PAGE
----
Governor Pat Quinn's plan to ease the state's budget deficit includes a 6% cut in Medicaid funding. Health Care Council director Pat Comstock said such a cut would further hurt a system that already provides the least nursing home assistance of any state in the nation.
"Every facility will be impacted differently, but facilities may more and more make a decision not to take Medicaid residents, and then the poorest of the poor and the frailest of the frail won't have anywhere to get services," Comstock said. "Some facilities are undoubtedly going to close."
Comstock acknowledges that state senators are considering less drastic cuts - 3-percent instead of 6-percent. But she says for each dollar nursing homes lose from the state for Medicaid patients, they lose another dollar in federal matching funds -- a total of $140 million less in reimbursements if the state follows through with its $70 million proposed reduction.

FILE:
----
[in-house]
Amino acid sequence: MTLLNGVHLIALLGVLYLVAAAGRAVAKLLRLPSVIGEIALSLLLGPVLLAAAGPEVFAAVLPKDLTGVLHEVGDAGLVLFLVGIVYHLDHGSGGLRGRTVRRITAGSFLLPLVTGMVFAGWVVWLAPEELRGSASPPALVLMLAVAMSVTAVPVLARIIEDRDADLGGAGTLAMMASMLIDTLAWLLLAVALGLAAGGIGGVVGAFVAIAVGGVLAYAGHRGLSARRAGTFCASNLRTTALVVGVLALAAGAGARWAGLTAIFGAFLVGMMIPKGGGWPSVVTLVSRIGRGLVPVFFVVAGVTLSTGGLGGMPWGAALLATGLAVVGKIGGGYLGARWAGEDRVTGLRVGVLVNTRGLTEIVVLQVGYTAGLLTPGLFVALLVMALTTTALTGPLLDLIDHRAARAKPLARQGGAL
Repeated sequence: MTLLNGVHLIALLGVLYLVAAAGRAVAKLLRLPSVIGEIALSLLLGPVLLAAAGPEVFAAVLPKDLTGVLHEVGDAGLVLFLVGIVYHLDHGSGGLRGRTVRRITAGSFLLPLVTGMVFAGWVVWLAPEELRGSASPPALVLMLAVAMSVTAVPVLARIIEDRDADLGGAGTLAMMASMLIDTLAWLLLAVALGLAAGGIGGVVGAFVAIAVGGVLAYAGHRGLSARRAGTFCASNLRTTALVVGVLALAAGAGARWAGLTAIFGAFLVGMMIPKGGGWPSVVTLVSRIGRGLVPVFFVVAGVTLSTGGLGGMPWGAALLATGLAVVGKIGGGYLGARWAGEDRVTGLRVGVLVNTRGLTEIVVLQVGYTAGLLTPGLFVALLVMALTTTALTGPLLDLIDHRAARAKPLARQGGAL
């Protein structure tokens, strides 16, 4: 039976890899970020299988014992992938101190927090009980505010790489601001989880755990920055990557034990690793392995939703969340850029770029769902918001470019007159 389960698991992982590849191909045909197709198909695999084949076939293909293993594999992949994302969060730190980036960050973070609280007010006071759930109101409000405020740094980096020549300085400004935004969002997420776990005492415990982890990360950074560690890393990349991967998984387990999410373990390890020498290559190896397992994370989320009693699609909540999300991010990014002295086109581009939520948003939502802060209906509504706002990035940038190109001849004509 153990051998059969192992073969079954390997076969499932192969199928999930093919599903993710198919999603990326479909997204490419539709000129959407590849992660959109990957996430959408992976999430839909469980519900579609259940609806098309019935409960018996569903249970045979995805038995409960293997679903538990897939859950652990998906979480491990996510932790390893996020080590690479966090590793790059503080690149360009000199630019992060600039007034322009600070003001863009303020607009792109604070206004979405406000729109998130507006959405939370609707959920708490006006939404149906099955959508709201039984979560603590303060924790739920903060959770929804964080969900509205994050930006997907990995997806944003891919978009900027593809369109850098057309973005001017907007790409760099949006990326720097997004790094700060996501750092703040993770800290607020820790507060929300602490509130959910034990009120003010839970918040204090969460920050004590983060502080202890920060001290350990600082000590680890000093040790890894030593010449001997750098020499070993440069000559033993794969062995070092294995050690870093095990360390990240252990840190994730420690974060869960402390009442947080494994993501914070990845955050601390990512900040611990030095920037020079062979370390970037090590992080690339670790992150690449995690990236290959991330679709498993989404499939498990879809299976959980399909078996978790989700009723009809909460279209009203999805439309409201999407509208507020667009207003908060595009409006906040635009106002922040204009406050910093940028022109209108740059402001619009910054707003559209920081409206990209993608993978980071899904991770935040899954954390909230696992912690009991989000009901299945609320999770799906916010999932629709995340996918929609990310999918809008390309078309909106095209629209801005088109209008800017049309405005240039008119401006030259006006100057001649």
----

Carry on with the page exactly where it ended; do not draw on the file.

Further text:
Republican Rep. Mike Pence plans to talk with supporters on an invitation-only conference call Thursday morning, when many political observers expect Pence will announce his intentions to run for Indiana governor in 2012.
Pence said this week that he's made up his mind about whether he'll run for governor. He planned to tell supporters about his decision during a call Monday, but delayed the announcement because of the death of Osama bin Laden.
In an e-mail sent Wednesday to supporters and obtained by The Associated Press, Pence rescheduled the call for 10 a.m. Thursday.
Most political observers expect Pence to run for governor after he ruled out a White House bid and resigned the No. 3 GOP House leadership slot after winning a sixth term in November.